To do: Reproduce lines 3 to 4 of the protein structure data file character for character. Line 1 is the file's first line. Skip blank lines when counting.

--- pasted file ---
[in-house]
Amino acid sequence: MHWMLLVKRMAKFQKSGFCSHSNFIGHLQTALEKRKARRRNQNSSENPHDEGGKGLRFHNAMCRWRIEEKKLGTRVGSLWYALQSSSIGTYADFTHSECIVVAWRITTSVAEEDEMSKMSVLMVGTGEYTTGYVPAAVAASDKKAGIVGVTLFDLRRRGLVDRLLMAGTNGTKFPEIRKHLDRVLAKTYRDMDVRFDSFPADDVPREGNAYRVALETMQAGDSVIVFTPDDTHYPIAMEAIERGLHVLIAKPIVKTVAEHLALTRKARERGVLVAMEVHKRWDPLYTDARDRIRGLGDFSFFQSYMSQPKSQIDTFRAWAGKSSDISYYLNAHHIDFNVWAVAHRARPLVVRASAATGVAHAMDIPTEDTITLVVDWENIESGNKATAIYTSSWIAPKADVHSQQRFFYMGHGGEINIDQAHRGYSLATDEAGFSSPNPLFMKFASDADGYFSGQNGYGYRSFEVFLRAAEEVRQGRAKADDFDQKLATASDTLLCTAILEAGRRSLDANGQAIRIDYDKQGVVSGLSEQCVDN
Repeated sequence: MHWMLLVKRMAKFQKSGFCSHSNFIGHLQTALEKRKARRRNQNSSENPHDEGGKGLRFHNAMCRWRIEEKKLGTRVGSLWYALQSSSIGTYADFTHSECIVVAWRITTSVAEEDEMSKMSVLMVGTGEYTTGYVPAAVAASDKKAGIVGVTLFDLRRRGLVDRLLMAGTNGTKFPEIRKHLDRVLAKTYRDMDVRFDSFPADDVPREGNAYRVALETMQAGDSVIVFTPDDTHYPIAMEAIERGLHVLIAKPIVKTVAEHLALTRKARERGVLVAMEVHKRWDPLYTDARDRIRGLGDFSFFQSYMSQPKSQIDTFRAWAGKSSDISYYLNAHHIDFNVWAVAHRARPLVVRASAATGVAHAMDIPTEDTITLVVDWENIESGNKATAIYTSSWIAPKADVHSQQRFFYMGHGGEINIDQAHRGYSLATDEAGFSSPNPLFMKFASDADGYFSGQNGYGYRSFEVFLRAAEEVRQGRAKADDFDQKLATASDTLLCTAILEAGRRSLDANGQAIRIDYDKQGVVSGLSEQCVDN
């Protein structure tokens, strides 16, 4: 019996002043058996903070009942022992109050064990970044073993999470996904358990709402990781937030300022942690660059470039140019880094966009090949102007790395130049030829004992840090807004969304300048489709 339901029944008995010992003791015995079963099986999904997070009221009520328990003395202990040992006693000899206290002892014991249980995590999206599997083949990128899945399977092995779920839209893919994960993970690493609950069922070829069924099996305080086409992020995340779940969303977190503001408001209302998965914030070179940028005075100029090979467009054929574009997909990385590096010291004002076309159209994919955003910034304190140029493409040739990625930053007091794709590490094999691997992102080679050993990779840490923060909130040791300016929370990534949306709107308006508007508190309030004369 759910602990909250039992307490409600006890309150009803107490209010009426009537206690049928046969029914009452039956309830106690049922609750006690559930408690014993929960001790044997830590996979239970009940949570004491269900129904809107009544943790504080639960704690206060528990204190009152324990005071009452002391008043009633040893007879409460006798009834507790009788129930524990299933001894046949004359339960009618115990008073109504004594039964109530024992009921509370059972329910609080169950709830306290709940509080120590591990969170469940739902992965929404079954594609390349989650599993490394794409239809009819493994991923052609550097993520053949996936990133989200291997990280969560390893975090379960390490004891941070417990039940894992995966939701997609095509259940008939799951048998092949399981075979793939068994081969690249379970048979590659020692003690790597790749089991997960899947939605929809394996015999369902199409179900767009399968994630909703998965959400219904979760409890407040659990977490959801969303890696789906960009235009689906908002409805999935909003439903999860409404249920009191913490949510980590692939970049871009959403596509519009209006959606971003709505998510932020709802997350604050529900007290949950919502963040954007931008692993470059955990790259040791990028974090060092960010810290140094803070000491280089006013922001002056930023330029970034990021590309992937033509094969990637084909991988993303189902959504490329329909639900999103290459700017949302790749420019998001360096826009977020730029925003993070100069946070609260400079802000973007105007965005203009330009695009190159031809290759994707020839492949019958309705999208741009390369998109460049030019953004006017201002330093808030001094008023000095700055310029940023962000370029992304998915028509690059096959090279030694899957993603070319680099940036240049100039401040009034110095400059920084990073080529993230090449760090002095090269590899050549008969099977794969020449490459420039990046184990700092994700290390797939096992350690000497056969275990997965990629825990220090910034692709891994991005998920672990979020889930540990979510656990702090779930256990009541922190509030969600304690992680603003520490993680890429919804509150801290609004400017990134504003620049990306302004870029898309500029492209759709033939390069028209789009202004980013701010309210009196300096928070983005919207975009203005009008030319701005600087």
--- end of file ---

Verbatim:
Repeated sequence: MHWMLLVKRMAKFQKSGFCSHSNFIGHLQTALEKRKARRRNQNSSENPHDEGGKGLRFHNAMCRWRIEEKKLGTRVGSLWYALQSSSIGTYADFTHSECIVVAWRITTSVAEEDEMSKMSVLMVGTGEYTTGYVPAAVAASDKKAGIVGVTLFDLRRRGLVDRLLMAGTNGTKFPEIRKHLDRVLAKTYRDMDVRFDSFPADDVPREGNAYRVALETMQAGDSVIVFTPDDTHYPIAMEAIERGLHVLIAKPIVKTVAEHLALTRKARERGVLVAMEVHKRWDPLYTDARDRIRGLGDFSFFQSYMSQPKSQIDTFRAWAGKSSDISYYLNAHHIDFNVWAVAHRARPLVVRASAATGVAHAMDIPTEDTITLVVDWENIESGNKATAIYTSSWIAPKADVHSQQRFFYMGHGGEINIDQAHRGYSLATDEAGFSSPNPLFMKFASDADGYFSGQNGYGYRSFEVFLRAAEEVRQGRAKADDFDQKLATASDTLLCTAILEAGRRSLDANGQAIRIDYDKQGVVSGLSEQCVDN
């Protein structure tokens, strides 16, 4: 019996002043058996903070009942022992109050064990970044073993999470996904358990709402990781937030300022942690660059470039140019880094966009090949102007790395130049030829004992840090807004969304300048489709 339901029944008995010992003791015995079963099986999904997070009221009520328990003395202990040992006693000899206290002892014991249980995590999206599997083949990128899945399977092995779920839209893919994960993970690493609950069922070829069924099996305080086409992020995340779940969303977190503001408001209302998965914030070179940028005075100029090979467009054929574009997909990385590096010291004002076309159209994919955003910034304190140029493409040739990625930053007091794709590490094999691997992102080679050993990779840490923060909130040791300016929370990534949306709107308006508007508190309030004369 759910602990909250039992307490409600006890309150009803107490209010009426009537206690049928046969029914009452039956309830106690049922609750006690559930408690014993929960001790044997830590996979239970009940949570004491269900129904809107009544943790504080639960704690206060528990204190009152324990005071009452002391008043009633040893007879409460006798009834507790009788129930524990299933001894046949004359339960009618115990008073109504004594039964109530024992009921509370059972329910609080169950709830306290709940509080120590591990969170469940739902992965929404079954594609390349989650599993490394794409239809009819493994991923052609550097993520053949996936990133989200291997990280969560390893975090379960390490004891941070417990039940894992995966939701997609095509259940008939799951048998092949399981075979793939068994081969690249379970048979590659020692003690790597790749089991997960899947939605929809394996015999369902199409179900767009399968994630909703998965959400219904979760409890407040659990977490959801969303890696789906960009235009689906908002409805999935909003439903999860409404249920009191913490949510980590692939970049871009959403596509519009209006959606971003709505998510932020709802997350604050529900007290949950919502963040954007931008692993470059955990790259040791990028974090060092960010810290140094803070000491280089006013922001002056930023330029970034990021590309992937033509094969990637084909991988993303189902959504490329329909639900999103290459700017949302790749420019998001360096826009977020730029925003993070100069946070609260400079802000973007105007965005203009330009695009190159031809290759994707020839492949019958309705999208741009390369998109460049030019953004006017201002330093808030001094008023000095700055310029940023962000370029992304998915028509690059096959090279030694899957993603070319680099940036240049100039401040009034110095400059920084990073080529993230090449760090002095090269590899050549008969099977794969020449490459420039990046184990700092994700290390797939096992350690000497056969275990997965990629825990220090910034692709891994991005998920672990979020889930540990979510656990702090779930256990009541922190509030969600304690992680603003520490993680890429919804509150801290609004400017990134504003620049990306302004870029898309500029492209759709033939390069028209789009202004980013701010309210009196300096928070983005919207975009203005009008030319701005600087």